Lifehacker's Top 10 iPhone Apps Suck
I went back and actually tried every app on this list Lifehacker compiled of the Top 10 iPhone Apps (top only because there aren't any others?). I found that a lot of them need some CSS work to adjust to mobile Safari's idiosyncrasies. But anyway, here's the app-by-app:
101 Cookbooks: Works great, probably because it doesn't try to do anything fancy. Unfortunately, I don't see myself needing recipes on my iPhone (or much at all).
Go Movies: Requires a zoom-in on every page to be legible.
iPhlickr: A bit more legible, but requires a zoom-in, which cuts off parts of the page.
iPhoneDigg: Requires a zoom-in to be legible. It may not be an iPhone-related issue, but I wasn't able to get past the root level.
Gas.app: Usable, but the CSS is a bit off and there's no easy way to go back to the zip code screen other than reloading the page.
Zoho: The main page suffers from the same issue as iPhoneDigg (I think it has to do with them set to auto width instead of a fixed width) and I didn't go any further because it required a login.
Google Reader: The Google Reader iPhone skin doesn't work because you can't drag the Bookmarklet necessary to do the changes to the page. Luckily the official mobile version of Google Reader works great on the iPhone, and Safari's built-in RSS reader (via reader.mac.com) is great also.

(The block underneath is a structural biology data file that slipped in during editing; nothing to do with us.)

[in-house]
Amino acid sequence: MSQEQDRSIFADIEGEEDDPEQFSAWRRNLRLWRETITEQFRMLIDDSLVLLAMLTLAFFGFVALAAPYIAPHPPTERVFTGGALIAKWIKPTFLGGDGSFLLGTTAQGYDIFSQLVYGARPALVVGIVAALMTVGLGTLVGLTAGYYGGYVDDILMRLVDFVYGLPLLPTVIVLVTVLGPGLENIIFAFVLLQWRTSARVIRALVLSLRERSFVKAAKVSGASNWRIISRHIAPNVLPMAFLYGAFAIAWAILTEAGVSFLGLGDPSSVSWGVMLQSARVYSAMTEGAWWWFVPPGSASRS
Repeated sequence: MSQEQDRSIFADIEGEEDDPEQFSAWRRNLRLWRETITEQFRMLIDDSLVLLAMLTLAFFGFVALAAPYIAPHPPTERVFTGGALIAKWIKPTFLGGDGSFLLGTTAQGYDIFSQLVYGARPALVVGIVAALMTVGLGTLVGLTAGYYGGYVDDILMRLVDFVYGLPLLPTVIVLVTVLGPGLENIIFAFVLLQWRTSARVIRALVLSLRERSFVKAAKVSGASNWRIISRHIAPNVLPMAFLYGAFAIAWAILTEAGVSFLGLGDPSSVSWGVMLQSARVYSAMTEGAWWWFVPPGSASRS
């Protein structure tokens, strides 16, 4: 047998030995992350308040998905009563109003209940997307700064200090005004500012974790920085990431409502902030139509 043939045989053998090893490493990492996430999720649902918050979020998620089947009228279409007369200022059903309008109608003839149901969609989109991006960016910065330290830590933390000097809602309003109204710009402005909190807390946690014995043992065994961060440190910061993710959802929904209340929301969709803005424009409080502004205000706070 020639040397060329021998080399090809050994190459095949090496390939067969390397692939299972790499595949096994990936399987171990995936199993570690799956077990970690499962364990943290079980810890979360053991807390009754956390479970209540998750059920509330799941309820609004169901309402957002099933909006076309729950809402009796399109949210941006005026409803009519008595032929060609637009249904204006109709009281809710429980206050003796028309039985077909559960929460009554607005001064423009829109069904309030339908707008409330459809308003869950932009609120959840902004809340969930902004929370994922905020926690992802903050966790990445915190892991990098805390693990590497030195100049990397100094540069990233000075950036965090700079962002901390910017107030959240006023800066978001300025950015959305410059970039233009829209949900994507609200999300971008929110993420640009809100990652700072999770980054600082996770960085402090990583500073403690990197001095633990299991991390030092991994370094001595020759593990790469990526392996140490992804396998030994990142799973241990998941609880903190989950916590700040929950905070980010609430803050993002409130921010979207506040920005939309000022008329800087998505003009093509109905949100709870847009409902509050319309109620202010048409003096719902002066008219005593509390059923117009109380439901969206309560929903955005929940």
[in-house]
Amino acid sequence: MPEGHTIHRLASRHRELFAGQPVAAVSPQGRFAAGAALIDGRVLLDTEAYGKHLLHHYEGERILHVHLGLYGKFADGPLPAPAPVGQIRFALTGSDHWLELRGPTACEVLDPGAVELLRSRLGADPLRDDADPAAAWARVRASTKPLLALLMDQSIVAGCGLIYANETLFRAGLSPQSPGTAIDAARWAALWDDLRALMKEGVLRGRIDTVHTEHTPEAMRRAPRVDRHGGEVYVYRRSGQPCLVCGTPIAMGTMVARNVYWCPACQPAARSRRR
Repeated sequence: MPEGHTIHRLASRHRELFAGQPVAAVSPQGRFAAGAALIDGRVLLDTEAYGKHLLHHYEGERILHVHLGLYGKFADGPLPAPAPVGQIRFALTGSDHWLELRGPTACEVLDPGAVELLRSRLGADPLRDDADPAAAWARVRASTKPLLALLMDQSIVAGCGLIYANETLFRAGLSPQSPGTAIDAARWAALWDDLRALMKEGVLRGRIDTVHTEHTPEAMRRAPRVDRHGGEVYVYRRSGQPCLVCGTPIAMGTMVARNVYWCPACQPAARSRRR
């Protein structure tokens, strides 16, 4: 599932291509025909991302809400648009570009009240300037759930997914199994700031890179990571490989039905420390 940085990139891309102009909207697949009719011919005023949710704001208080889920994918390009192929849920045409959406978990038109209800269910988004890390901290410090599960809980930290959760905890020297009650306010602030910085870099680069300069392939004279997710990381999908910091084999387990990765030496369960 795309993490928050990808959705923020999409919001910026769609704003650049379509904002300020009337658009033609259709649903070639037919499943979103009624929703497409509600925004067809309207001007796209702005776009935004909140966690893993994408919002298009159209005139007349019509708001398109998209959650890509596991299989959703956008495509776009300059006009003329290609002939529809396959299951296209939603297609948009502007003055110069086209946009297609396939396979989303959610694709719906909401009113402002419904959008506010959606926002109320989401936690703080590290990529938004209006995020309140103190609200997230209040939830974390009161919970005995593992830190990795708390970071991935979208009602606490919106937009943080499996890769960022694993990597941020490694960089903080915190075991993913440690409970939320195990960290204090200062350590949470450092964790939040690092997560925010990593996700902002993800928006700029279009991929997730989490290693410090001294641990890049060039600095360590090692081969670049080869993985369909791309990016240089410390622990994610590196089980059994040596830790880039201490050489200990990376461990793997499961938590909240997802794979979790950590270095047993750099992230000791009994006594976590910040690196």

iPhoneChat: Again, there were issues with zooming. I also had trouble with the CSS not showing my buddy list in a readable manner. I didn't try IMing anyone because I just gave up after the terrible display of the buddy list.
OneTrip: This was the most refined application of the bunch, and it's one of only two that I'll keep from this list (the other is iActu). Everything worked like I expected and it remember my list even after shopping around a bit (I assume it's using cookies to store my info).
I don't see any of these as killer apps, per se, but I do hope that the developers weren't in it just to cash in on the iPhone hype and abandon these now that the iPhone is out. OTOH, perhaps showing Apple that HTML isn't a valid alternative to a proper SDK will push them to release one sooner rather than later.